Its thirteen tracks (eleven co-writes together with the cover songs Edgar Winters' Frankenstein and Nuages written by Django Reinhardt) effortlessly swing from rock to  folk, power pop and jazz capturing the imagination and drawing you in from the opening track Light This Candle to the extent that the absence of vocals goes unnoticed and in many ways is welcomed.

Produced by Paul Bevan (John Wesley Harding, The Soft Boys, Morheeba, Hardcore Nation) Bright Shiny Objects is refreshing, melodic, timeless and highly recommended indeed.

Courtney Chambers Tales of The Aftermath Royal Daughter 

With understandable comparisons to Stevie Nicks Tales of The Aftermath is the Californian’s latest release eight years after her last album Bigger and Brighter. She founded her own independent record label, Royal Daughter, in 2001 and Tales Of The Aftermath is her fourth album appearing on the label. Together with her work as a singer, songwriter and guitarist she is also a member of the Heart tribute band Dog 'N' Butterfly and is guitarist and backing vocalist in country band Jasmine Fields.

Despite the comparison with Stevie Nicks, possibly suggesting an AOR recording, Chambers is not afraid to leave her comfort zone with  both the opening track Fool In Me and Young Lovers being delivered vocally with classic  phrasing and discipline more akin to Amy Winehouse. Love And Music is instantly catchy with a thumping bass line, very radio friendly and the beautiful ballad Heart of This Man recalls Tori Amos at her most melodic. The Bitter End rocks out with a divine driving drum and rhythm guitar beat up front and the album closes with the stripped back ballad Winter.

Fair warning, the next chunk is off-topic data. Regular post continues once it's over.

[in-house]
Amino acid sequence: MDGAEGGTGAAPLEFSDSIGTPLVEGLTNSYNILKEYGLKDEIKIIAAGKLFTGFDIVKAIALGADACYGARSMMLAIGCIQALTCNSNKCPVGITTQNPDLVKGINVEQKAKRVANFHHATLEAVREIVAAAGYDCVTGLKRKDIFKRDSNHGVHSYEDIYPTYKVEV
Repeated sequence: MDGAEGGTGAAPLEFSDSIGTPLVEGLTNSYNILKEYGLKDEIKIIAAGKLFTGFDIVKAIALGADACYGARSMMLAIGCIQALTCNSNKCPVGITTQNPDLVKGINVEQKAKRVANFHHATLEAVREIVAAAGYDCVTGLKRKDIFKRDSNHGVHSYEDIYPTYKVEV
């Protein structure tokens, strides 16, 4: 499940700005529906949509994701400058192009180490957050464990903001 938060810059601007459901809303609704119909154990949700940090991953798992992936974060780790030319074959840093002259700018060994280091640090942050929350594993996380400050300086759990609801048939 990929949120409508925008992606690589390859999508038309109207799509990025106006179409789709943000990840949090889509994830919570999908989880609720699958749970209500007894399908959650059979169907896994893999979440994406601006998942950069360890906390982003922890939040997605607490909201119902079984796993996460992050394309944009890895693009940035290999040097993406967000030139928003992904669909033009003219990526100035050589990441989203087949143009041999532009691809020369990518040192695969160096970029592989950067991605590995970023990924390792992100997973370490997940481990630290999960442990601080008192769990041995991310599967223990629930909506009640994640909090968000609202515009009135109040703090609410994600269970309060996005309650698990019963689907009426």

Produced (wonderfully it has to be said) and mixed by Sean Hoffman (American Music Club, Bedroom Walls), vocals and lead guitar are handled by Chambers with guitars, keys, bass and percussion performed by Hoffman. The line-up is completed by drummers Joey Galvan and George Sluppick

Caroline Reese & The Drifting Fifth Tenderfoot Self Release

Tenderfoot is the debut album by Caroline Reese and The Drifting Fifth and follows two solo releases Indian River (2010) and Slow Code (2013) by the young Pennsylvanian singer-songwriter and musician. Recorded at The Headroom Philadelphia, the album is produced by Reese and her guitarist Mark Watter and was mixed by Matt Poirier at Miner Street Recordings in Philadelphia, the studio chosen in recent years for recordings by accomplished alternative artists including Sharon Van Etten, Kurt Vile, The War on Drugs, Strand of Oaks, Marissa Nadler and Joan Osborne. 

Formed in 2013, Reese and Drifting Fifth have supported Grammy Winner Chris Stapleton and Brandy Carlile on tour and Reese in her solo career has opened for John Hiatt, Cord Lund, The Secret Sisters and Ray Wylie Hubbard. Tenderfoot features Reese on vocals, rhythm guitar, banjo and keyboards. Mark Watter plays guitars, Karl Germanovick plays bass and John Macko adds drums.